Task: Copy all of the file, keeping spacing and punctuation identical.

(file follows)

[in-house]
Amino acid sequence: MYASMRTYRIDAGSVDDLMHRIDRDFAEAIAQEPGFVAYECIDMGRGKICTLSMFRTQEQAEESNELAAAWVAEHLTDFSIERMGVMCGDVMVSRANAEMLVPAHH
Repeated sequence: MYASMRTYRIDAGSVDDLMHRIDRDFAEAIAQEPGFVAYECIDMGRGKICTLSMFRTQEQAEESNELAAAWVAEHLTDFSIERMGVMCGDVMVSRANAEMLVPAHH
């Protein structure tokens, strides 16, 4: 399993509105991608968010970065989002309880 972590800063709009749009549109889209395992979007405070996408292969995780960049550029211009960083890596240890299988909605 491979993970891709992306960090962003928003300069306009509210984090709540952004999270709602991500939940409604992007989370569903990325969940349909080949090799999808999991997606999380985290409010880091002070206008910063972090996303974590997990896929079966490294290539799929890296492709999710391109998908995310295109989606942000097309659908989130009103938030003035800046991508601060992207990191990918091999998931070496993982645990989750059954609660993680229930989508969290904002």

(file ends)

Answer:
[in-house]
Amino acid sequence: MYASMRTYRIDAGSVDDLMHRIDRDFAEAIAQEPGFVAYECIDMGRGKICTLSMFRTQEQAEESNELAAAWVAEHLTDFSIERMGVMCGDVMVSRANAEMLVPAHH
Repeated sequence: MYASMRTYRIDAGSVDDLMHRIDRDFAEAIAQEPGFVAYECIDMGRGKICTLSMFRTQEQAEESNELAAAWVAEHLTDFSIERMGVMCGDVMVSRANAEMLVPAHH
């Protein structure tokens, strides 16, 4: 399993509105991608968010970065989002309880 972590800063709009749009549109889209395992979007405070996408292969995780960049550029211009960083890596240890299988909605 491979993970891709992306960090962003928003300069306009509210984090709540952004999270709602991500939940409604992007989370569903990325969940349909080949090799999808999991997606999380985290409010880091002070206008910063972090996303974590997990896929079966490294290539799929890296492709999710391109998908995310295109989606942000097309659908989130009103938030003035800046991508601060992207990191990918091999998931070496993982645990989750059954609660993680229930989508969290904002």